- Tanzania managed to attract Foreign Direct Investments (FDIs) totaling 2.9 billion US Dollars in five months between March and August.
- Tanzania’s total foreign reserves reached a historical high, sailing well above the regional benchmarks.
- The central bank attributed the reserve increase to exports of goods and services that increased by 6,1 percent.
During the tumultuous period, of Covid-19 Tanzania’s economy largely operated under the premise of business as usual. Despite this approach, the country was less confronted with an unavoidable slowdown in some of its key sectors but not all may be tourism got its fair share of the effect of Covid-19, which resulted to the slowdowns in the economies of its key trading partners.
In May 2020, when many countries in the region were starting to realize the full extent of the short- to mid-term economic crisis associated with Covid-19, the Monetary Policy Committee of the Bank of Tanzania issued a press statement that highlighted some changes to the banking landscape to help buffer Tanzania against the economic fallout from Covid-19.
With many interventions put in place that period it is all rosy as the country has recorded rise of Tanzania’s forex reserves which have sparked optimism among local economists over the country’s economic prospects.
Tanzania’s total foreign reserves reached a historical high, sailing well above the regional benchmarks thanks to export diversifications notably rice and edible vegetables.
The increase in export earnings from these items helped to cushion the deficit of revenues generated from tourism impacted heavily by the COVID-19 pandemic.
Also, the improvement of cross-border business contributed to an increase in exports. The reserve amount of 6,714 billion US Dollars recorded in September not only covers seven months of imports of goods and services but also was above the monthly average since “Uhuru” (60 years ago).
The reserves went up despite increasing demand for imports by 8,7 percent due to the expansion of economic activities. The Bank of Tanzania (BoT) latest monthly economic review issued last week showed that foreign reserves shot to 6,714 billion US Dollars from 4,939 billion US Dollars last September, amid a Coronavirus pandemic.
“The level of reserves was in line with the country benchmark of at least four months, as well as EAC and SADC convergence criteria of at least 4,5 and 6 months, respectively,” the central bank report said.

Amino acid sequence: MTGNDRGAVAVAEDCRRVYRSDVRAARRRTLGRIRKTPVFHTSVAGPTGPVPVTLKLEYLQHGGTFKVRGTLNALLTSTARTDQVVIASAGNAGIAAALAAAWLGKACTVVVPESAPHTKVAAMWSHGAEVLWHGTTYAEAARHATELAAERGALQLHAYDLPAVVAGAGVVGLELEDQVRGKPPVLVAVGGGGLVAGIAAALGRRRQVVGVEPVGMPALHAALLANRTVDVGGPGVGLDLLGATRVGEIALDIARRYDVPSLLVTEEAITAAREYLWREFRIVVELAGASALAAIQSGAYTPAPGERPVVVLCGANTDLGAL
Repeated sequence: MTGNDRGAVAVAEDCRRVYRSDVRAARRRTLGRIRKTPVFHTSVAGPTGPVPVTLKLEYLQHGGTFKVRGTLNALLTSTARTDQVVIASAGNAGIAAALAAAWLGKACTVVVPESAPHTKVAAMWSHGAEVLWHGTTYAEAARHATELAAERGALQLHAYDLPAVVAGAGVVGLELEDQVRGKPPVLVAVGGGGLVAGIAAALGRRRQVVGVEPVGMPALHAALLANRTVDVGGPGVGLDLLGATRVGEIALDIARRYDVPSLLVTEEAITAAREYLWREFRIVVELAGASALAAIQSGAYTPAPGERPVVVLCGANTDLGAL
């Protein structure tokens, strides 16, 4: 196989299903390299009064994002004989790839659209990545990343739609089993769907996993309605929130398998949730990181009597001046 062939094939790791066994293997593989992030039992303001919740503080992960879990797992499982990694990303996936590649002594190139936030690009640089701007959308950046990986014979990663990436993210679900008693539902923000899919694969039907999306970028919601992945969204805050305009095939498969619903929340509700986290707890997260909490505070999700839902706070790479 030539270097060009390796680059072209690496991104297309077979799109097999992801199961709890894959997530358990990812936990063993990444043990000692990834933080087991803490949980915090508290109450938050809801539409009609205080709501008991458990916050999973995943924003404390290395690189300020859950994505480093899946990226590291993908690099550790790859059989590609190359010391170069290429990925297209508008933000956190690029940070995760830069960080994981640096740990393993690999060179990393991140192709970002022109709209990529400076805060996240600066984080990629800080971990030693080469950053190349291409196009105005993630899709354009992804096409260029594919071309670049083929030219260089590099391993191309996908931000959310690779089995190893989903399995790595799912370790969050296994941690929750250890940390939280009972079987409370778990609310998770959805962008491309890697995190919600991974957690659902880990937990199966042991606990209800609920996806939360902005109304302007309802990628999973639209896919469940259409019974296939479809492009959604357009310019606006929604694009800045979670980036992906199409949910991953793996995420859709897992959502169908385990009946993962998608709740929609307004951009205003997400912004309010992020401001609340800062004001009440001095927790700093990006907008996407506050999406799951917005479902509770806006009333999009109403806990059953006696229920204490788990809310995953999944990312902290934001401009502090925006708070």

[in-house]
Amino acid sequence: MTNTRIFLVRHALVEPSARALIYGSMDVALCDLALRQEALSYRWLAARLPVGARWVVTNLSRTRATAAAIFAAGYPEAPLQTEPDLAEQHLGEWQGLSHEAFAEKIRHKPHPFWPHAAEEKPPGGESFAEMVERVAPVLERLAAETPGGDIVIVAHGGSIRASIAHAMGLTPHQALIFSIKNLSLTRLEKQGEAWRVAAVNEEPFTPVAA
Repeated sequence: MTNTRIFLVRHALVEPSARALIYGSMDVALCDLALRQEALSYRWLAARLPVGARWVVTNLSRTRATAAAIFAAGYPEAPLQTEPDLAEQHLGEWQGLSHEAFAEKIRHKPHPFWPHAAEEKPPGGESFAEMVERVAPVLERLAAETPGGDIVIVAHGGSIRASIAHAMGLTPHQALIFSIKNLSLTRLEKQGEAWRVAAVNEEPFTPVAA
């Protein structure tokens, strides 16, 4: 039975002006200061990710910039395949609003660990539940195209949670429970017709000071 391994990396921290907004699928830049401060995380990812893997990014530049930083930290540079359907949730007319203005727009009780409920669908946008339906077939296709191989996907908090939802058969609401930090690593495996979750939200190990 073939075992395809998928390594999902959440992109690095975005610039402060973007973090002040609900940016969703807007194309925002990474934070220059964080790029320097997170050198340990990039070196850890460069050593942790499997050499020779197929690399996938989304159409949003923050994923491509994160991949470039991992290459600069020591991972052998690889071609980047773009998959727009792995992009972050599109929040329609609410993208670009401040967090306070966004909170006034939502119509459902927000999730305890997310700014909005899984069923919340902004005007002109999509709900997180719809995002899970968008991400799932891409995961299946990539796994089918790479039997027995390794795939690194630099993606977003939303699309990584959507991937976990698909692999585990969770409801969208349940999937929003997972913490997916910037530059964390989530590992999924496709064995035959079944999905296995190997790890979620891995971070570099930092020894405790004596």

The central bank attributed the reserve increase to exports of goods and services that increased by 6,1 percent to 9,44 billion US Dollars for the month ending September from 8,889 billion US Dollars in the corresponding period last year.
Bank of Tanzania attributed the increased export volume mainly to the rise in exports of minerals, manufactured goods, cereals, and horticultural products.
There also was a notable increase in exports of rice, maize, and beans to neighboring countries.
The monthly reports showed that the export of rice, in particular, amounted to 303,4 million US Dollars compared with 97,4 million US Dollars, reflecting efforts made to improve cross-border trade.
Also, during the period, the imports of goods and services rose to 10,463 billion US Dollars for the year ending September from 9,620 billion US Dollars in the corresponding period last year.
“The increase was observed in all import categories, except fertilisers,” the monthly report showed.
Oil imports had increased by 18,3 percent to 1,734 billion US Dollars due to price effect and accounted for almost a fifth of the goods import bill.
Services payments amounted to 1,437 billion US Dollars million compared to 1,48billion US Dollars. The increase in foreign exchange reserves would help to escalate liquidity and shorten external debt maturity while smoothening the volatility of the balance of payment (BoP).
Commenting on the record rise in forex reserves, an Economist-cum-Investment banker, Dr. Hildebrand Shayo said the country should take advantage of reserves to pay its external debts.
He says the country should leverage on maintaining these reserves in the future and export competitive prices but more important to continue to be firm on building confidence for investors.
Tanzania managed to attract Foreign Direct Investments (FDIs) totaling 2.9 billion US Dollars in five months between March and August.
Vertex International Securities Advisory and Capital Markets Manager, Ahmed Nganya said yesterday the increase indicated that the economy is well set to grow as the country is capable to cover the import of goods including capital goods for manufacturing and service sectors.
“This indicates that Tanzania’s economy is in a good shape and is robust enough to counter short-term foreign exchange volatility,” Mr. Nganya said.
Officially, the status of Tanzania’s foreign exchange reserves is healthy and there is no cause for alarm. With an increasingly stifled media landscape, many rely on anecdotal evidence to judge the health of the economy and make their investment decisions.
Increasing secrecy around the real status of the economy – be it positive or otherwise – is going to see companies continue to shy away from re-investing profits in Tanzania and will no doubt see the more sophisticated Tanzanian investors look increasingly to diversify their investments outside the country.
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